It’s that time of year again. August is here and that means two things – City Council is back from their summer break and it’s time to start talking budget. If you remember, we actually did our first Civics 101 Happy Hour back in May on the city’s budget process. At that time, we showed you how to fill out surveys and contact the city’s Budget Office in order to share you opinions on how the city should be spending its money.
Here’s what’s happened since. The city’s Budget Office and the City Manager took all of the public input collected throughout the spring and early summer, combined that with City Council’s stated priorities, and then put together a draft budget proposal for the year 2016-2017. That proposal has just been published. You can read the entire thing here>>
Warning – the full budget document is hundreds of pages long, so we are just going to share some of the highlights with you below.
What is the proposed budget?
The overall dollar amount of the proposed budget is $3.7 billion. That’s about a 3 percent increase from last year.
That might sound like a big number at first, so here is a breakdown of where it all goes:
- Nearly half goes to our two municipally-owned utilities, Austin Energy and Austin Water. However, it’s important to note that both utilities pay for themselves with the user fees they charge all of us for water and electricity.
- Another 22 percent of the budget goes to the city’s general fund, which pays for police, fire, libraries, parks, etc. It is also usually a budget area of heightened debate, so we’ll take a closer look at it in a bit.
- Most of the rest of the budget goes toward other city departments, which includes Austin Resource Recovery, Public Works, and the city’s Transportation Department.
What does the general fund budget look like?
The 2017 general fund is estimated at $969.2 million. That’s just under a $60 million increase from last year’s general fund budget.
Here’s how that money will be spent, according to the new budget proposal:
- The vast majority of the general fund (70 percent) goes to police, fire, EMS, and the city’s Municipal Court
- Almost 22 percent of the fund goes to community services, which includes libraries, parks, and animal services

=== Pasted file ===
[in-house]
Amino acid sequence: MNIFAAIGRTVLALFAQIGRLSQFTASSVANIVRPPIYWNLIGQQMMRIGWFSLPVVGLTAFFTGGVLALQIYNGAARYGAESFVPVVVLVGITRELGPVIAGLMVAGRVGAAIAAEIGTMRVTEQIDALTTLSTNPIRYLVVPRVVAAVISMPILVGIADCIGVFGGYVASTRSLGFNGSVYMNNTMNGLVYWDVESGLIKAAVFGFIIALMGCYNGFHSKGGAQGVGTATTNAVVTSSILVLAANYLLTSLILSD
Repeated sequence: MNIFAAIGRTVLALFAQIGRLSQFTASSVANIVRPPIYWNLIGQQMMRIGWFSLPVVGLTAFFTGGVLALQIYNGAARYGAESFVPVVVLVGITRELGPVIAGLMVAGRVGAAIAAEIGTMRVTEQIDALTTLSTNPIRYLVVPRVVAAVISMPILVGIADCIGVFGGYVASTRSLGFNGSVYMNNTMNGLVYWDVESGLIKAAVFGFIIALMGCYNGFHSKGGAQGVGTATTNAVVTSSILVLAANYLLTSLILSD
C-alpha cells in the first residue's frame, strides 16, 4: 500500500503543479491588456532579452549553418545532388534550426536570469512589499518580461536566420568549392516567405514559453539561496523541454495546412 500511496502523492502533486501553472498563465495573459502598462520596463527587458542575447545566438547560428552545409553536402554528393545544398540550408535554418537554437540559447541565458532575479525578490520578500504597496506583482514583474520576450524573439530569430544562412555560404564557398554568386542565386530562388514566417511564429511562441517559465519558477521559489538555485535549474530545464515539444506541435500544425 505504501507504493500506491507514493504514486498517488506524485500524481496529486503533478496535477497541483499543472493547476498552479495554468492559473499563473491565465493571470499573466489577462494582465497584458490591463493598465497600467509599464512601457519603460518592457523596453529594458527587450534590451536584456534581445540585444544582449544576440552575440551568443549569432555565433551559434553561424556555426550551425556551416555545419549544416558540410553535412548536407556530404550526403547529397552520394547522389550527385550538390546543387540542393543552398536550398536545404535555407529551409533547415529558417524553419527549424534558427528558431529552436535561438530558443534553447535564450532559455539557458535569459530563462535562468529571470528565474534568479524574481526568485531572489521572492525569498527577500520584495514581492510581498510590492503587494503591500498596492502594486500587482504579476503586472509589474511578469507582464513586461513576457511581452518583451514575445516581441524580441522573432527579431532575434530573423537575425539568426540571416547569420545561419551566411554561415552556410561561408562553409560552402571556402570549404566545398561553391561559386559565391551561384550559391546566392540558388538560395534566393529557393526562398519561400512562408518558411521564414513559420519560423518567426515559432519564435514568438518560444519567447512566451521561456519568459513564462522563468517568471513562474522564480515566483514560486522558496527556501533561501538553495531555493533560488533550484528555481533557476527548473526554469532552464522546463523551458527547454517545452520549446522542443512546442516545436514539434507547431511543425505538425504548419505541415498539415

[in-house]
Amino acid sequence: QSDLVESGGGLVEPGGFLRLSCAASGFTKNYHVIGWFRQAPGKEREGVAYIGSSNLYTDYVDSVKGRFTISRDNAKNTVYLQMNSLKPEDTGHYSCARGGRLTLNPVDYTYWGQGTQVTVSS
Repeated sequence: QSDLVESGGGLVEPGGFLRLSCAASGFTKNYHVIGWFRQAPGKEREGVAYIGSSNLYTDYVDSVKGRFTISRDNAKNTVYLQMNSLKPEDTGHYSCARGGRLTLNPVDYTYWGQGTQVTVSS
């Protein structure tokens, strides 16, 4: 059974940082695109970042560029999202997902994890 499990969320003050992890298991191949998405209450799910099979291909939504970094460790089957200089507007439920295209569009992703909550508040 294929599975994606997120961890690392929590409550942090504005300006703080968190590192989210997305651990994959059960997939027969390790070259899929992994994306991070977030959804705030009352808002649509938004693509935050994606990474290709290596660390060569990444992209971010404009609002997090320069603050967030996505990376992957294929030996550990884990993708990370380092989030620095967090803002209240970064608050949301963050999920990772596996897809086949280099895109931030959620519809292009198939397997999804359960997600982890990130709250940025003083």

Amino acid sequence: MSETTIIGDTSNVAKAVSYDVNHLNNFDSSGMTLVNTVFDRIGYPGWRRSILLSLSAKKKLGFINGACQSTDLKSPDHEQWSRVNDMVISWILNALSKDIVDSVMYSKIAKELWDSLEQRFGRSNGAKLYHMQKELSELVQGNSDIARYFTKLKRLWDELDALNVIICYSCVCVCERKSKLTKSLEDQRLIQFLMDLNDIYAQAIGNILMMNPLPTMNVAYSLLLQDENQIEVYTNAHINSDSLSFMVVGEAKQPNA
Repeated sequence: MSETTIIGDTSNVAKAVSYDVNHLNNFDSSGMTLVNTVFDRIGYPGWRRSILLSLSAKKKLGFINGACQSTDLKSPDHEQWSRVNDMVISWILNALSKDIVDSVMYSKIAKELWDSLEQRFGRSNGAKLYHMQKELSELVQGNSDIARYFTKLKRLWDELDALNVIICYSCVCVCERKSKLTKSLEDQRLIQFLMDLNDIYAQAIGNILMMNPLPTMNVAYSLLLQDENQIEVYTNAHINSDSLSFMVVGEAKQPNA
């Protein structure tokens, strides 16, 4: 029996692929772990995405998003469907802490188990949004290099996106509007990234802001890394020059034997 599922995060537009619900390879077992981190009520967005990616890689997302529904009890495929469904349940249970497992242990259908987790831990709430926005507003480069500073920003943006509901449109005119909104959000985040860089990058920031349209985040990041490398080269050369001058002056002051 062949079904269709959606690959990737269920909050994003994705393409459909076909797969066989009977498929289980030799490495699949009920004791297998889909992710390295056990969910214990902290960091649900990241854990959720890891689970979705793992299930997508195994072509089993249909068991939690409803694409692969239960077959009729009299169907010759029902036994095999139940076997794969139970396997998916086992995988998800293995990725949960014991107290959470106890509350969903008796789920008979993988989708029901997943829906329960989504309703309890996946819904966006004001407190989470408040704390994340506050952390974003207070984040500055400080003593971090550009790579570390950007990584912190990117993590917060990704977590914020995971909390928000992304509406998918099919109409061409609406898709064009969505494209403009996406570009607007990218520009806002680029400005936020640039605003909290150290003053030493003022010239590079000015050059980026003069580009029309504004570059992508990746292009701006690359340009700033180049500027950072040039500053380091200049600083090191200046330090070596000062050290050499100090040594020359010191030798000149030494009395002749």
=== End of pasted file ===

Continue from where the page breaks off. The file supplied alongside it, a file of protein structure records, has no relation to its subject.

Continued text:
- Another five percent goes to development services and planning and zoning
What are some of the new things that the general fund is paying for?
In the Executive Summary of the proposed budget, some of the reasons behind the 6 percent increase in the city’s general fund are described. The summary primarily attributes the increase to three things:
- The growing costs of things like employee health insurance and wages
- The price tag associated with new City Council priorities and programs
- Costs associated with Austin’s growth as a city, including the need for expanded city services and additional staff
Some specific programs and staff increases included in the general fund budget proposal include:
- Staff increases in the police department to increase “proactive community engagement time”
- Staff increases in development services to expedite the city’s building and permit review process
- New positions and costs associated with the opening of the new central library in the Spring of 2017
- Some additional funding for CodeNEXT
- The reduction of the work week for the city’s paramedics from 48 to 42 hours
- Supportive housing for the homeless
How will the proposed budget affect my tax bill?
Despite the overall increase in the size of the city’s budget, the city’s property tax rate is actually decreasing this year. The proposed rate is 44.11 cents per $100 of taxable property value. That is a reduction of 1.78 cents from this year’s rate.
While it might seem counterintuitive at first, a major reason why Austin’s budget is increasing while its tax rate is decreasing it the city’s rapid growth. Since the average value of an Austin home is predicted to increase by about 10.6 percent in the upcoming fiscal year, the average Austinite will still see an increase in their actual property tax bill.
When the city’s new 8 percent homestead exemption is taken into account, this means that the typical Austin homeowner can expect to see a $44 increasein their annual tax bill for this upcoming year. When fees and utility rates are included into that number, the increase is closer to about $150, or a 4 percent increase.
Then what will my tax bill be?
As the City of Austin budget negotiations heat up, it’s important to remember that the City of Austin is not the only tax-collecting entity in town. In fact, only about 20 percent of your overall tax bill goes to the City of Austin. Most of it goes to the Austin Independent School District.
The City of Austin has projected that the average homeowner will pay about $1,131 in property taxes to the city. However, they also project that the average homeowner will pay a total property tax bill of $5,535 in 2017.
Now that the City Manager has put out an initial budget proposal, it’s time for City Council and the general public to chime in. City Council will have several budget work sessions throughout August, during which they’ll dig into the nitty gritty of the budget proposal. They’ll also have time to discuss possible changes.
There will be public hearings on the budget on August 18th and September 1st. The budget will then be adopted in mid-September and the new fiscal year begins October 1st.
During the next month, there will be lots of opportunities to get involved as City Council, along with local nonprofit and advocacy organizations, have the time to look at the budget and make suggestions. Stay tuned for updates on the budget (especially it’s green components) over the next several weeks!